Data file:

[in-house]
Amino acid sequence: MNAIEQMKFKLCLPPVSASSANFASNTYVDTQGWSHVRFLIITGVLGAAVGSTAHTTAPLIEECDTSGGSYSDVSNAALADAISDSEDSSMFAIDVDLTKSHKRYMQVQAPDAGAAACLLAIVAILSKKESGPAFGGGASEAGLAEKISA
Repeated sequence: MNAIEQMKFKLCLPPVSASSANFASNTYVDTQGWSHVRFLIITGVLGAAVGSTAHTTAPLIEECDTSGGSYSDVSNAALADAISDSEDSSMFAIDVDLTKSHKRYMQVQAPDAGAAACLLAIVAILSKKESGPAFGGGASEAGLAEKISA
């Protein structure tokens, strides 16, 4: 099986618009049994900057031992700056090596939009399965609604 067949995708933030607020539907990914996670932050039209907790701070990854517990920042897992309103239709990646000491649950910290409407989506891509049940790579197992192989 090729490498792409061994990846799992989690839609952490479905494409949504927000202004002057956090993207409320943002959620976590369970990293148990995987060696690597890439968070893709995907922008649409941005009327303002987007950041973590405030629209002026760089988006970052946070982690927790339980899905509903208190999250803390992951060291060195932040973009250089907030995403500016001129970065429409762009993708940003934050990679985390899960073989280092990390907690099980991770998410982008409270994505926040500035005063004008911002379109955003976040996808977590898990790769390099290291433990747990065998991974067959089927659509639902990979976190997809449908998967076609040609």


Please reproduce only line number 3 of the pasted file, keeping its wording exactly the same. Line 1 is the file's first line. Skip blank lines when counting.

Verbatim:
Repeated sequence: MNAIEQMKFKLCLPPVSASSANFASNTYVDTQGWSHVRFLIITGVLGAAVGSTAHTTAPLIEECDTSGGSYSDVSNAALADAISDSEDSSMFAIDVDLTKSHKRYMQVQAPDAGAAACLLAIVAILSKKESGPAFGGGASEAGLAEKISA